Mastering the new art and science of Generative AI is all about the power of a good prompt, breaking down the big vision of what you’d like to see and encapsulating it into as few words as possible.
Now that the initial knee-jerk reactions to having Generative AI as our companions have quieted down a bit, it’s time to get to work and master the skills so that Generative AI is working for us, not the reverse. Last week I wrote about the Kevin Roose shockwave, that forced every tech columnist to write something about how they broke AI, through a combination of provocation and beta testing the hell out of publicly released platforms like Bing AI, Google’s Bard, and the wildly popular ChatGPT.
In the early days of ChatGPT’s general release, Cnet had some faux pas including plagiarism and misinformation seeping into its AI-generated journalism. This week Wired magazine very carefully spelled out its internal rules for how it will incorporate generative AI in its journalism. (Not for images, yes for research, no for copyediting, maybe for idea generation.) Educational institutions are trying to figure out whether to ban it from or teach it to their students. We’re rolling up our collective sleeves for the human/machine beta test.
Meanwhile, folks like Evo Heyning, Creator/Founder at Realitycraft.Live, and author of a lovely interactive book called PromptCraft has been doubling down to dissect, coach, and cheer us into the world of using Generative AI effectively. The book, co-written with a slew of AI companions like Midjourney, Stable Diffusion, ChatGPT, and more, looks at the art, science, and lots of iterations that will help get the most out of the creative man/machine communications. You can watch some of her fast-paced Promptcraft lessons on YouTube. They’re kind of the AI-generative of the arti-isodes of Bob Ross on PBS.
A Magic Mirror for Collective Intelligence
Heyning has worked in AI, as a coder, storyteller, and world-builder since the early days of experimentation. She’s also been a monk, chaplain, and just about everything else that defines a renaissance woman who thinks deeply about AI. “Are the models merely stochastic parrots that spit back our own model? Or are they giving us something that’s a deeper level of comprehension? she asks.
AI, “ she continues, “is like querying our collective intelligence. Right now most of our chat tools are mirrors of everything that they’ve experienced. They’re closer to asking a magic mirror about collective intelligence than they are about any sort of unique intelligence.”
Our jobs are to learn the language or the query to coax the best out of the machine. “AI Whisperers,” those who can create, frame, and refine prompts are out of the gate with a valued skillset.
While prompts for generating text, images, movies, and music will vary there are certain commonalities. “A prompt”, says Heyning, “starts by breaking down the big vision of what you’d like to see created, encapsulating it into as few words as possible.” She likens a lot of the process to a cinematographer calling the shots. “You’re thinking about what the focal point of your creation will be. The world of the prompt is about our relationships with AI, and it includes shifts in language that come from both sides, not just from the human side, but also from alternative intelligences.”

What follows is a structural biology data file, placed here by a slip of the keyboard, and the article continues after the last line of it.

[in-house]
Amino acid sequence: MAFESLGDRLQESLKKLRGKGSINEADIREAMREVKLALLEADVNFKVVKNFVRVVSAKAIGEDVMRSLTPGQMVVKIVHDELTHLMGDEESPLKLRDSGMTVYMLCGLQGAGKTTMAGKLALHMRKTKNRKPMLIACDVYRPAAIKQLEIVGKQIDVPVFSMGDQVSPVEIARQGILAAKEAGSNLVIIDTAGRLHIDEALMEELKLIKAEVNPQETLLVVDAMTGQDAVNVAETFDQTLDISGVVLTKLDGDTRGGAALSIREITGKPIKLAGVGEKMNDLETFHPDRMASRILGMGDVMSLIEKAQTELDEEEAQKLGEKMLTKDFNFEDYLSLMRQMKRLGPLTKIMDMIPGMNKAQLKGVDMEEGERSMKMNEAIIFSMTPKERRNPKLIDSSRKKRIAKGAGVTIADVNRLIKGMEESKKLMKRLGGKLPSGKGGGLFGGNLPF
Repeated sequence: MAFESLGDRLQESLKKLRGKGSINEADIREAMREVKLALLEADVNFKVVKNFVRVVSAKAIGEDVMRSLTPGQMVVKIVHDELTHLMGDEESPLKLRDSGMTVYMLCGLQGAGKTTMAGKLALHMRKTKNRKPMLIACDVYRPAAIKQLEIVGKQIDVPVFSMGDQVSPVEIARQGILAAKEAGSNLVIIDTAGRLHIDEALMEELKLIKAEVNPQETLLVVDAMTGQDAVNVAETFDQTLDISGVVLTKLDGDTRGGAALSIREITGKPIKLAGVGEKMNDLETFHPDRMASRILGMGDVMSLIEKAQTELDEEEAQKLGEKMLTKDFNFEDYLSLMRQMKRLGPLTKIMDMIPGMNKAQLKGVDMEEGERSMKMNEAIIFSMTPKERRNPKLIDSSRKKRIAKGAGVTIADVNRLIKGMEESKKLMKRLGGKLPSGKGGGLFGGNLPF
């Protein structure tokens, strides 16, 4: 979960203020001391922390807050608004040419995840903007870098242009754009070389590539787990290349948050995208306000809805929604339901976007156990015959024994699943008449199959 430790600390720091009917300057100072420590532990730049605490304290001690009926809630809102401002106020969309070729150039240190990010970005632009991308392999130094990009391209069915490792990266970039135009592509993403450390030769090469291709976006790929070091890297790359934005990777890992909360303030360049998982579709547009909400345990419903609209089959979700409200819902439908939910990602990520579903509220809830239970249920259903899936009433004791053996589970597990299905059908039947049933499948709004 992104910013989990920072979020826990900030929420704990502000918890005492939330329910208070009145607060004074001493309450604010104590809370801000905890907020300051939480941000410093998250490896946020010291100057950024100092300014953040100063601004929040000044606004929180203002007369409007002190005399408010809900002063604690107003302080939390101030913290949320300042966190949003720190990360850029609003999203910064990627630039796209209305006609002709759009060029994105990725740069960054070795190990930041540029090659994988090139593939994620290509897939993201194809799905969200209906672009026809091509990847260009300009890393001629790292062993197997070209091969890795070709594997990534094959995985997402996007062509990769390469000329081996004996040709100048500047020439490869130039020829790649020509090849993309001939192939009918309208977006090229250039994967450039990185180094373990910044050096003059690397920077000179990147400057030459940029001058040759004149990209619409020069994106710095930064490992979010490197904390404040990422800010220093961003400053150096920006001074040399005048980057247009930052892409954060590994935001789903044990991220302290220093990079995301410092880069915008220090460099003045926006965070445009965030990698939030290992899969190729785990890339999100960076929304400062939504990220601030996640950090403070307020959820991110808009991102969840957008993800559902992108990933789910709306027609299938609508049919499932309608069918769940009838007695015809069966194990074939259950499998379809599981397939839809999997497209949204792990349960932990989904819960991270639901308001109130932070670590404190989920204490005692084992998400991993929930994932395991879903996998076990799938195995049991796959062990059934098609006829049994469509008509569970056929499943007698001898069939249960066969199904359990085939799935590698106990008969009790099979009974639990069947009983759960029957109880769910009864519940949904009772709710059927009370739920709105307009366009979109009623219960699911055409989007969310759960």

Five Easy Pieces
Heyning talks about her process of including five pieces in a prompt. They include the type of content, the description of that content, the composition, the style, and the parameters.
- Content Type: In art prompts, the type of content might be a poster or a sticker. For text it might be a letter or a research paper.
- Description: The description of the content defines your scene (a frog on a lily pond).
- Composition: The composition is the equivalent of your instruction in a movie (frog gulping down a fly or in the bright sunshine).
- Style: The style might be pointillism, (or for text the style of comedy writing).
- Parameters: The parameter might be landscape or portrait, or, for text a word count.
Providing context is also a key component. Details about the setting, characters, and mood help you get the image you had in your mind’s eye. “Negative weights” — things that should not be in your creation can be important, too. Heyning discourages the use of using artists, especially living artists, names in the prompt. These derivatives beg copyright questions and remind us to use commas in our prompts to make them more intelligible to the machine “They act as separators to help the generator parse a scene.”
Heyning’s quite the optimist about how humans and AI will work together, even in much-debated areas like education. “Kids are learning about art history from reading prompts created using Midjourney,” she marvels. “They are introduced to impressionism, realism and abstract art. They’re using terms like knolling (knolling is the act of arranging different objects so that they are at 90-degree angles from each other, then photographing them from above), once relegated to the realm of trained graphic designers.”
What I learned from my crash course in prompting? The power of a good prompt is the power of parsimonious thinking — getting to the essence of what you want to create. Similar to coding, but different, because you don’t need to learn a foreign language, this is a much more Zen-like effort. Stripping away all that’s unnecessary; down to the perfect phrase. (PS. If you prompt ChatGPT to tell you how to write the perfect prompt you’ll read even more about the Art of the Prompt.)